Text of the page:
Augustan drama can refer to the dramas of Ancient Rome during the reign of Caesar Augustus, but it most commonly refers to the plays of Great Britain in the early 18th century, a subset of 18th-century Augustan literature. King George I referred to himself as "Augustus," and the poets of the era took this reference as apropos, as the literature of Rome during Augustus moved from historical and didactic poetry to the poetry of highly finished and sophisticated epics and satire.
In poetry, the early 18th century was an age of satire and public verse, and in prose, it was an age of the developing novel. In drama, by contrast, it was an age in transition between the highly witty and sexually playful Restoration comedy, the pathetic she-tragedy of the turn of the 18th century, and any later plots of middle-class anxiety. The Augustan stage retreated from the Restoration's focus on cuckoldry, marriage for fortune, and a life of leisure. Instead, Augustan drama reflected questions the mercantile class had about itself and what it meant to be gentry: what it meant to be a good merchant, how to achieve wealth with morality, and the proper role of those who serve.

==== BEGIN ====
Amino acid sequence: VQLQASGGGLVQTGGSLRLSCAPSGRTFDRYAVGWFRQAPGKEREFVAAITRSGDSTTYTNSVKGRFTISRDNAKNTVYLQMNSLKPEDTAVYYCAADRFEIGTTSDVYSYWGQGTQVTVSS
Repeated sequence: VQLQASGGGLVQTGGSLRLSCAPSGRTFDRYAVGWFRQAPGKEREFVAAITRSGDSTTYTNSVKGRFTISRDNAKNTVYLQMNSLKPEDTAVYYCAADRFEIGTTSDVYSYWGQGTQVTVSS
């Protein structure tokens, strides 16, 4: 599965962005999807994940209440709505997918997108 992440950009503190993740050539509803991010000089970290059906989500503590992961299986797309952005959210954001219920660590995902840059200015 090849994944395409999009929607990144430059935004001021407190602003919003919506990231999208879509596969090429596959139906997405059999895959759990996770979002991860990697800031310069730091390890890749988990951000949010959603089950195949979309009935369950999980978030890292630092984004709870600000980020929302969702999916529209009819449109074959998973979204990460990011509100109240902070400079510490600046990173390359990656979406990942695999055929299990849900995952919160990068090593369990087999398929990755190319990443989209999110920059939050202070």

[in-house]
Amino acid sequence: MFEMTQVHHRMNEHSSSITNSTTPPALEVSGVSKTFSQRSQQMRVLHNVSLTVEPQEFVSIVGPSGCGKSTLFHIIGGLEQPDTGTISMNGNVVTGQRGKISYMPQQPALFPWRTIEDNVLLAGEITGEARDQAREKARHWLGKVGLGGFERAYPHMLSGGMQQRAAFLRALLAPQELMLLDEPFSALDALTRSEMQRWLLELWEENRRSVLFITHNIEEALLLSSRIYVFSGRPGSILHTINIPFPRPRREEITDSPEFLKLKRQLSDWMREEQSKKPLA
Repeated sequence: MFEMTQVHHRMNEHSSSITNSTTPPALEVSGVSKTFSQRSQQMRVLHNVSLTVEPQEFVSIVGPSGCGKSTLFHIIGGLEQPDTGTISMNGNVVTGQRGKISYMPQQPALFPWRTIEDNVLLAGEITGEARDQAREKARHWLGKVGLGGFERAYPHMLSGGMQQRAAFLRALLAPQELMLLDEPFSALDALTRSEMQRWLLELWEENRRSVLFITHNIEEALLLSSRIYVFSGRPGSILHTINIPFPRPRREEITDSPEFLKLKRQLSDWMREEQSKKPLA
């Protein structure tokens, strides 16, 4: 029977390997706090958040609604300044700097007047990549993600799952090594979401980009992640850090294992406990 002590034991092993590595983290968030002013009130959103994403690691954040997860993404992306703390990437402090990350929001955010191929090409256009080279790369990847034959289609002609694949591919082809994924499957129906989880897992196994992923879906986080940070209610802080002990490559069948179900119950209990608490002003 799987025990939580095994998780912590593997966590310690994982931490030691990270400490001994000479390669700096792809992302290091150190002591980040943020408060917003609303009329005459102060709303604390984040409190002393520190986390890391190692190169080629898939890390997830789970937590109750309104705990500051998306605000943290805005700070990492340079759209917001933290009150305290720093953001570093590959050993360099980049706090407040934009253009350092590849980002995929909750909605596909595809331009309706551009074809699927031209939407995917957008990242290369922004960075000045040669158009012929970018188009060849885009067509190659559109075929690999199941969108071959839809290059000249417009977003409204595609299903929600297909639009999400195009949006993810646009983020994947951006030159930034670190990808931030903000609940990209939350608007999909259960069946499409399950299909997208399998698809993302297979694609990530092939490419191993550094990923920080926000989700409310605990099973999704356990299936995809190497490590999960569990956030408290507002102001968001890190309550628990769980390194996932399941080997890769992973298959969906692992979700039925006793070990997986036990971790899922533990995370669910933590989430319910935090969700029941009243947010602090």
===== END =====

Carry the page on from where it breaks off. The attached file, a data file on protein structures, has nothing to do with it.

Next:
Augustan drama has a reputation as an era of decline. One reason for this is that there were few dominant figures of the Augustan stage. Instead of a single genius, a number of playwrights worked steadily to find subject matter that would appeal to a new audience. In addition to this, playhouses began to dispense with playwrights altogether or to hire playwrights to match assigned subjects, and this made the producer the master of the script. When the public did tire of anonymously authored, low-content plays and a new generation of wits made the stage political and aggressive again, the Whig ministry stepped in and began official censorship that put an end to daring and innovative content. This conspired with the public's taste for special effects to reduce theatrical output and promote the novel.